Press release published in Journal of mHealth, Digital Health Age, Driven by Health, The Care Home Environment, Care Home Management, Care England, National Care Forum, Building Better Healthcare, 1 Stop Healthcare and Care Home Professional
To improve safety for residents at risk of choking or asphyxiation, Person Centred Software has incorporated the International Dysphagia Diet Standardisation Initiative (IDDSI) into its nutritional tools for care providers.
From April 2019, care homes are encouraged to move to using IDDSI, a new global framework for texture modified foods and fluids. The aim for the framework is for all healthcare professionals to use the same terminology to describe food and fluids to improve patient safety and reduce resident risks.
Person Centred Software improves patient safety and reduces nutritional risks by adding IDDSI framework to its electronic care planning, monitoring and reporting system, Mobile Care Monitoring. The addition of IDDSI category and description and allergies to the nutritional assessment enables care providers to quickly and easily evidence the texture of food. Any risks are displayed at the top of the mobile app, so every resident’s allergies and texture diet are known about at the point of care.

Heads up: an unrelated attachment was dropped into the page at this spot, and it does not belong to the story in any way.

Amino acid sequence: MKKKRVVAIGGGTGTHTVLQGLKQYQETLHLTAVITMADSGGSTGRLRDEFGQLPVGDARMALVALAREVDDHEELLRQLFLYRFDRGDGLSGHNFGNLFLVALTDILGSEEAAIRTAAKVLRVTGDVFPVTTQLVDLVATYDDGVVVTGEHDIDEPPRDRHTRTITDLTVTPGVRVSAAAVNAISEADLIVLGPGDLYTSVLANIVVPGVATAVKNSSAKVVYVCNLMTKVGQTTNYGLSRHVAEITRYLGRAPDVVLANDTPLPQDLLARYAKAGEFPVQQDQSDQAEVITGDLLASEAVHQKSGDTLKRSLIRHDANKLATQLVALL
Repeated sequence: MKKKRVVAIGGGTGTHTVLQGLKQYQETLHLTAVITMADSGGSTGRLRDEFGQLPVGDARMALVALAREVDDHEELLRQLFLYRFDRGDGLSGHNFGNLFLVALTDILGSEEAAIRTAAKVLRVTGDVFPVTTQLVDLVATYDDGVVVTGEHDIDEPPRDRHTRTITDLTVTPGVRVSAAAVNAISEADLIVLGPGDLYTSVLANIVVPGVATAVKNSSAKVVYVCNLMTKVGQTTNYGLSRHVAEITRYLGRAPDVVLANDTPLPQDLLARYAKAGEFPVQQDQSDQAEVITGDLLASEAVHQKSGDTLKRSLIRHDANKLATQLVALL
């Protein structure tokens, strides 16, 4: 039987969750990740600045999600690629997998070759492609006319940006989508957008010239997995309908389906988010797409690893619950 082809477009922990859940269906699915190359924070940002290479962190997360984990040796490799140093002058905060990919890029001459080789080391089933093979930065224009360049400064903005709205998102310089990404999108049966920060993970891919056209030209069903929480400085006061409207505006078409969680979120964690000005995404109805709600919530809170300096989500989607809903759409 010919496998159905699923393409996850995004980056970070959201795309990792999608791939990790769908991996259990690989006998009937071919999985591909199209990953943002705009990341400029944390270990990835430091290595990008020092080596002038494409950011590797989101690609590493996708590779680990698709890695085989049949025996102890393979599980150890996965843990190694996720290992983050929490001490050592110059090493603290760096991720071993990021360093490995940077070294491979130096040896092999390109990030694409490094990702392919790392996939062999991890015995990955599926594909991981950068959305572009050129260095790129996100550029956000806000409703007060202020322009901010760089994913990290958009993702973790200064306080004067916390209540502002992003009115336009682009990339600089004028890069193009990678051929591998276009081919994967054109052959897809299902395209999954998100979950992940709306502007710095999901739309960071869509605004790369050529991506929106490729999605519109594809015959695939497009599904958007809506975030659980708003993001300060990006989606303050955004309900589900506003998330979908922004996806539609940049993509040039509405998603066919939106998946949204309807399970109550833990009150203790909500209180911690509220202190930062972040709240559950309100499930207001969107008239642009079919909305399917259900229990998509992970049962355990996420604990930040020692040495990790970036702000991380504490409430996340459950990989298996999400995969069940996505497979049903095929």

IDDSI is already mandatory for care providers in Bedfordshire. Debbie Field, Operations Manager at Benslow Care Homes, with one care home in Bedfordshire, says, “A soft diet could mean many different textures, whereas with IDDSI we now have a way to evidence the consistency of food and fluids and reduce the risk of choking and asphyxiation. Agency staff and hospitals are also very clear on what texture diet our residents need.”
Andrew Coles, Head of Product Management at Person Centred Software says, “We have adopted the IDDSI categorisation of food and fluid into our electronic evidence of care planning system, so that care staff can see what type of diet a resident requires, and quickly evidence the food texture along with what the resident ate. Additionally, food allergies and food textures are clearly displayed as risks for the carer at the point of care on the mobile app as well as an improved MUST weight loss assessment.”
This functionality relates to CQC’s E3.5 key line of enquiry, helping care staff to identify and manage risks to people with complex needs in relation to their eating and drinking. The new IDDSI framework available in Mobile Care Monitoring prioritises patient safety, reducing the risk of harm to residents and keeping them safer. By incorporating the IDDSI framework into Mobile Care Monitoring, Person Centred Software helps to alleviate any additional burden of documenting IDDSI framework manually from the care provider.